mapping the deepest areas of the Indian Ocean and beyond
A partnership between
The University of Western Australia and Minderoo Foundation have joined forces to establish a world leading deep-ocean research centre, to increase understanding about the deepest parts of the ocean.
The Minderoo-UWA Deep-Sea Research Centre has been supported with a major five-year grant from Minderoo Foundation’s Flourishing Oceans initiative, as part of its commitment to increasing knowledge of the deep sea and to return the oceans to a healthy, thriving state.
The Deep-Sea Research Centre is a unique multidisciplinary combination of expertise spanning biology, ecology, taxonomy, genetics, geology and subsea technology. This sea-going team will work closely and across disciplines to produce new insight into the deepest parts of our oceans and the life it contains.
Accessing anywhere the deep ocean is paramount to the Deep-Sea Research Centre’s vision. Over the course of five years, the research team will undertake many oceanic expeditions to the Indian ocean and beyond. These voyages of discovery will see this highly experienced team embark on local and international research vessels to explore, sample and experience a multitude of deep-sea habitats for the first time.
Deep-sea research is often underpinned by new technologies. The centre will utilise their own bespoke full ocean depth rated imaging landers and other state-of-the-art exploration vehicles to access the most remote parts of our oceans. The unique technologies provide the team access to anywhere in the worlds oceans and bring back images and samples.
The recently constructed multifunctional centre is supported by state-of-the-art facilities. The laboratory will be the place where deep-sea instruments are prepared for deployment, data are analysed, and samples processed. The lab utilises extensive resources, including on-site engineering and oceanographic support and two busy marine molecular biology laboratories hosted in the Indian Ocean Marine Research Centre.
Mapping the deep-seafloor and its many geomorphological structures is a key component in the centre’s research vision as well as contributing to national and international mapping initiatives. The research centre aims to increase the seafloor mapping of abyssal and hadal depths, particularly in the Indian Ocean. Bathymetric collected will be shared nationally and internationally.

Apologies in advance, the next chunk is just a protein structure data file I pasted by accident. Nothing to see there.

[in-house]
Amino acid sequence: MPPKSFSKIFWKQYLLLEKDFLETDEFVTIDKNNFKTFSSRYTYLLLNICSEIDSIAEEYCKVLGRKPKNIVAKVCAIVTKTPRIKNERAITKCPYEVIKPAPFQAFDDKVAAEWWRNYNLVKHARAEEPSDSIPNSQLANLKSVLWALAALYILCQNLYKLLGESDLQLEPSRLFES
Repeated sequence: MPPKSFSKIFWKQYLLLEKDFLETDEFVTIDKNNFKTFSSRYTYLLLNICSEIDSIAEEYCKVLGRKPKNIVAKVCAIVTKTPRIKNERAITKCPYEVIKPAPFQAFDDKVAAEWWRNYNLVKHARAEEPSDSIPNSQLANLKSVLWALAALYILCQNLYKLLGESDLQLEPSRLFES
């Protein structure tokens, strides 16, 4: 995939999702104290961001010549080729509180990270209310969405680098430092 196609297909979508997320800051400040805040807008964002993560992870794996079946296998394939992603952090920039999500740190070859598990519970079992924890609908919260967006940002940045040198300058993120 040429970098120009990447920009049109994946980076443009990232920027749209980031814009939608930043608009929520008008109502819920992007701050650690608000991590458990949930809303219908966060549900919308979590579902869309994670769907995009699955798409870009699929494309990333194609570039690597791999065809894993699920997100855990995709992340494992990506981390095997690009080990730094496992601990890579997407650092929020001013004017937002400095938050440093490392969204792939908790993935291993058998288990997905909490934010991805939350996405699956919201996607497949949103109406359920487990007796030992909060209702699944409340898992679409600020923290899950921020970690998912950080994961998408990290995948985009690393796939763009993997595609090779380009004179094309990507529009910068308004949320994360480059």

Professor Alan Jamieson is a biologist, engineer, adventurer, explorer, and author. He has worked in the deep-sea for over 20 years, and has had a significant impact on the field in this time. He has published over 110 scientific papers, has been involved in over 70 deep-sea expeditions, and has conducted research in every one of the world’s oceans. His work has also featured in the BBC’s Blue Planet II, and NHK’s Deep Ocean, Descent into the Mariana Trench documentaries.
Alan joins the School of Biological Sciences and Oceans Institute as the Founding Director of the new Minderoo-UWA Deep-Sea Research Centre. He, his team of postdocs and PhD students, as well as the Centre itself, will be based in the Indian Ocean Marine Research Centre (IOMRC) building on UWA Crawley campus.
Dr Todd Bond is a marine ecologist at The University of Western Australia who focuses on fish and shark ecology and the Research Coordinator of the Deep-Sea centre. He is an international expert in fish ecology research around artificial structures including oil and gas installations and his work informs sensible approaches to decommissioning.His research extends from coastal waters to bathyal depths and he collaborates globally.
Dr Bond’s research has been awarded at international conferences and saw him receive a Premier’s Science Award in 2020.
Paige Maroni is a marine scientist at the University of Western Australia and the geneticist within the Deep-Sea Centre. Paige has a deep appreciation and interest in marine invertebrates and rich experience in taxonomic field studies.
Additionally, Paige has been awarded the UWA Oceans Institute Robson and Robertson award, a UWA Convocation award, and an Antarctic Science Foundation award.
Prema Arasu is a writer and poet interested in the phenomenology of the deep sea. They have an MLitt in Modern and Contemporary Literature and Culture, and have recently submitted a PhD in Creative Writing at UWA.
Prema is interested in how speculative fiction and experimental forms might provide us with new ways of talking about and conceptualising the oceans, particularly in the context of the Anthropocene. Their approach is interdisciplinary; integrating the methodologies of literary studies, creative arts, environmental humanities, philosophy, and science communication
Explore with us
Looking to join our next underwater expedition? Over the coming years, there will be opportunities and scholarships for PhD students as well as positions for professional and academic staff.
The Deep-Sea Research Centre is multidisciplinary and welcomes new research collaborations. Join the Oceans Institute community t to stay up to date with opportunities like this and more.